I am really not exaggerating when I say that the Land Rover tour from Drumlanrig Castle is seriously one of the best things I've done in ages. I'll be honest and say that I was a little apprehensive that 3 hours might be a bit too long. 'What if I get bored?', 'What if it's too shoogly and I feel sick?' or worst of all 'What if I'm in the middle of nowhere and need to visit the little girl's room?!' Thankfully none of these worries transpired as I was having way too much fun and by the time my 3 hours was up and we arrived back at the castle I was pretty sad it was all over, time really did fly by.
My guide, Brian, has worked on the estate for 50 years and what he doesn't know is very likely not worth knowing. In fact, I'm pretty sure that there is nothing that he doesn't know about Queensberry Estate. For the entire tour he had me engrossed with stories from history, facts about land management and wildlife, all punctuated with some humorous anecdotes.
We rumbled through woods, across fields (literally!), stopped at points of interest and took to the hills, thanks to our off road mode of transport, normally inaccessible areas were no longer off limits. The hilltop drive really was a highlight and the views were just superb. Travelling by Land Rover really does mean anyone can access the stunning scenery, even those who wouldn't normally have the ability or time to reach the hill tops.
We saw so much wildlife, covered diverse landscapes and stopped at historical sites. This really was a unique experience and one that I'll not forget, it definitely ranks as one of my favourite things that I've done in Scotland.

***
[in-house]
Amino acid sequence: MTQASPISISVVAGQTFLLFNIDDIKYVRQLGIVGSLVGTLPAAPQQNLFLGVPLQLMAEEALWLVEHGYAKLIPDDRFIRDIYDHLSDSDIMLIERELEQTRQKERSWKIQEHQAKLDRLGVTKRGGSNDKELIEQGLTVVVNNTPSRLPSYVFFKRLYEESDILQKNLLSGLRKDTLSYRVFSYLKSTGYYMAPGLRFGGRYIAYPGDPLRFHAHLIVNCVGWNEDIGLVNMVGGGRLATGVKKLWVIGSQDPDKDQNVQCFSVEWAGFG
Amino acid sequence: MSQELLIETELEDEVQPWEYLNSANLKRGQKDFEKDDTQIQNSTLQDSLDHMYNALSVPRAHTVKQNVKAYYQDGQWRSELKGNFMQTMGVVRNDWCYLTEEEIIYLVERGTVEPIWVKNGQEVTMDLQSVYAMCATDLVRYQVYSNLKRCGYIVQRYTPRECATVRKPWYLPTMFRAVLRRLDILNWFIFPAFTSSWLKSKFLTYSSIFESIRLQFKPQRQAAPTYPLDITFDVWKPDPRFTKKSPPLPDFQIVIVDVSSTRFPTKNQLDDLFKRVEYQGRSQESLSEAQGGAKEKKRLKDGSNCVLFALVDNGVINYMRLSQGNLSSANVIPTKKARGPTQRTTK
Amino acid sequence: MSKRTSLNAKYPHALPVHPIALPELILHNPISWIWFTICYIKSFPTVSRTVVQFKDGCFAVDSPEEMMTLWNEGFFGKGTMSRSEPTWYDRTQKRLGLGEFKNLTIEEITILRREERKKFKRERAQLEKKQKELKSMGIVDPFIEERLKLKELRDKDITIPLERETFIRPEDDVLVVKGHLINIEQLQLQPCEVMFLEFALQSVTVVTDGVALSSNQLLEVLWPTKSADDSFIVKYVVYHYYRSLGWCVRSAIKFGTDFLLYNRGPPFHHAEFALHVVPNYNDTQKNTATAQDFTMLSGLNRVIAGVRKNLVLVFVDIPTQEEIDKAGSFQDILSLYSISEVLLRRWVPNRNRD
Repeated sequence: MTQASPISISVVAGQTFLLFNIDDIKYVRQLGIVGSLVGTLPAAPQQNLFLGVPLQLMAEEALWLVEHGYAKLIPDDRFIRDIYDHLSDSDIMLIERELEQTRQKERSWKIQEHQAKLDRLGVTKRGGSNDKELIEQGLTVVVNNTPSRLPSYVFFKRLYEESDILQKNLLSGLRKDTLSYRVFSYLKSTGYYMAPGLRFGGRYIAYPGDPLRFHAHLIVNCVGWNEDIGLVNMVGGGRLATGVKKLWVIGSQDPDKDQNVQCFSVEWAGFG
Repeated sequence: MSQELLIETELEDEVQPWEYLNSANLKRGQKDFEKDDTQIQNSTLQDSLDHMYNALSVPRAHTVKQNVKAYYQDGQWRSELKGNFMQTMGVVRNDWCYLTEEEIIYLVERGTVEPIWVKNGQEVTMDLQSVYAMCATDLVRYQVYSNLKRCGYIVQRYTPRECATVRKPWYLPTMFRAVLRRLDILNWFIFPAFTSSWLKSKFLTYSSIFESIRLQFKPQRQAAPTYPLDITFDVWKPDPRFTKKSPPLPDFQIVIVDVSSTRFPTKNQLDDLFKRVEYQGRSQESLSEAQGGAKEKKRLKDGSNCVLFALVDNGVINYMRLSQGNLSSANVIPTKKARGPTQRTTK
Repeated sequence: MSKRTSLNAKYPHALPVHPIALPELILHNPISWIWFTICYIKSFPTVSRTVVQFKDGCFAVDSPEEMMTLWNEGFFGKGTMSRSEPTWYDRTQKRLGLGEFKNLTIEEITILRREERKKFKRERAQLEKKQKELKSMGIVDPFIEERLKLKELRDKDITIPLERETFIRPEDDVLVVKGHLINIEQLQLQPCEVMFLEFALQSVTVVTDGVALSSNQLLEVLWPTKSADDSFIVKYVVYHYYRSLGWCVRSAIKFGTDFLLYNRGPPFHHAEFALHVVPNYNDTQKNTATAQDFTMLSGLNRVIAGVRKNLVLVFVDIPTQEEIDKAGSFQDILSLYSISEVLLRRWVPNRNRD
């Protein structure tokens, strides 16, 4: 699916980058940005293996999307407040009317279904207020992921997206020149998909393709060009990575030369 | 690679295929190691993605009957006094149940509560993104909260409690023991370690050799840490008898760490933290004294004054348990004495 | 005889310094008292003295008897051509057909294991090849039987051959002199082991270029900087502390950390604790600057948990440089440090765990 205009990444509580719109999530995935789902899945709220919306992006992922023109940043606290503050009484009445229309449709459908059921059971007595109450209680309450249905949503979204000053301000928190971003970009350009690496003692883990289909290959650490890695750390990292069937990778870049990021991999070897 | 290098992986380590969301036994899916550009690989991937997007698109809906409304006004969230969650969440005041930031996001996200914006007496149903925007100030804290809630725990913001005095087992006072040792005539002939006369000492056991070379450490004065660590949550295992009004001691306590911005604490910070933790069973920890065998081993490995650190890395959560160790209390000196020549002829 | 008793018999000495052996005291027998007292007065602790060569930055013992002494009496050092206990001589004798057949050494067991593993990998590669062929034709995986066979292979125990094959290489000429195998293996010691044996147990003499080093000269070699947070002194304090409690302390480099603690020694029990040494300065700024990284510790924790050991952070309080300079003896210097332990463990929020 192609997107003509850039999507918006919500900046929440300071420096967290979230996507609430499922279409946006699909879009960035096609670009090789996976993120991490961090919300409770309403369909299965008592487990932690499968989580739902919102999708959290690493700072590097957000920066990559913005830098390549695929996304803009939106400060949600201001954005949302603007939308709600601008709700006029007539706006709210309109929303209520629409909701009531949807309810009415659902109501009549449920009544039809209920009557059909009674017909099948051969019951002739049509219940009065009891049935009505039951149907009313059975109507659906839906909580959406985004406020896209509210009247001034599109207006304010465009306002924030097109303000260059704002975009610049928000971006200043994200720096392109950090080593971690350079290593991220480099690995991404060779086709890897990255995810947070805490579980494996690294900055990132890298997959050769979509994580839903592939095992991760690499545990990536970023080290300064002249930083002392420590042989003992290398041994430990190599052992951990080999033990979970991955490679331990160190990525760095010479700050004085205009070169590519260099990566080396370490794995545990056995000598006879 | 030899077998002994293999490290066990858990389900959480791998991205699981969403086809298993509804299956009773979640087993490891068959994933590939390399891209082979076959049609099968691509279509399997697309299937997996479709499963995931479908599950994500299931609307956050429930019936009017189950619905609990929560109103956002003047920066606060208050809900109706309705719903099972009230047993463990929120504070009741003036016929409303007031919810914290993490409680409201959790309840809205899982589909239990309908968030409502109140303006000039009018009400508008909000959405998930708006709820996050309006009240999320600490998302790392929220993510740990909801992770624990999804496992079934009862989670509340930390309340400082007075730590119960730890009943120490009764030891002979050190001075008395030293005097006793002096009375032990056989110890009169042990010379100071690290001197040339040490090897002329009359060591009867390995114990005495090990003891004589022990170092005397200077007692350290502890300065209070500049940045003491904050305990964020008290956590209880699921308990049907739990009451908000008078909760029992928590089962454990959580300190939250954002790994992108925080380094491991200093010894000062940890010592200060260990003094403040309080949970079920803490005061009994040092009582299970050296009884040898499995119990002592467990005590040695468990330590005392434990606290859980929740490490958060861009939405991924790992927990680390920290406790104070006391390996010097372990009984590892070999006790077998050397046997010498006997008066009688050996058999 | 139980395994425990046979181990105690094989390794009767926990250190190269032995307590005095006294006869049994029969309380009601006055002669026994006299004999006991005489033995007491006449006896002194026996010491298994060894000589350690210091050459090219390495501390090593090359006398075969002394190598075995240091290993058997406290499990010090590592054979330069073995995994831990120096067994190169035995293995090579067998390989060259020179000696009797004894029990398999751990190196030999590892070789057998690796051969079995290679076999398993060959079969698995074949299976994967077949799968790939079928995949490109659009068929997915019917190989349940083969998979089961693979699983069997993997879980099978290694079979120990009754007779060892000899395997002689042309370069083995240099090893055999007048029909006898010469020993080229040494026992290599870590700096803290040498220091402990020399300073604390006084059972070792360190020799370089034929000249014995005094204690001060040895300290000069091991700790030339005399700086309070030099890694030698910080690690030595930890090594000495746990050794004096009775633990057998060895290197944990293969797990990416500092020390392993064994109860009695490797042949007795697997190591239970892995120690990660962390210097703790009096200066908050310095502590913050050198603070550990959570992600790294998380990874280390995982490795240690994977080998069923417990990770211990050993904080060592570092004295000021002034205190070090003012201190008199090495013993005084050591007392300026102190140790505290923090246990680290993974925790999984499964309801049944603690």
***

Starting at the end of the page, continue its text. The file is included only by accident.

3. It was an Outlander filming location
One of the reasons that I had already planned to visit Drumlanrig Castle this summer was due to it being used as an Outlander filming location. As you may know, I do like to write about the more notable Scottish locations used in the Starz TV series and you can't miss Drumlanrig Castle in S2 Episode 11.
Both the exterior and interior were featured as the Duke of Sandringham's Belmont Estate. I don't want to include any spoilers for those that haven't seen it yet but it features quite heavily in episode 11 and if you take a tour of the castle you will be able to view some of the rooms that were featured. Luckily, the guide I had was an Outlander fan herself and was able to point out where certain scenes were filmed and even shared a few behind the scenes stories.
If you are interested in Jacobite history then look out for Bonnie Prince Charlie's bedroom on the Drumlanrig Castle tour to see the bed that he slept in on his retreat from Derby in 1745 - his stay was uninvited I might add! A few possessions he left behind are also on display.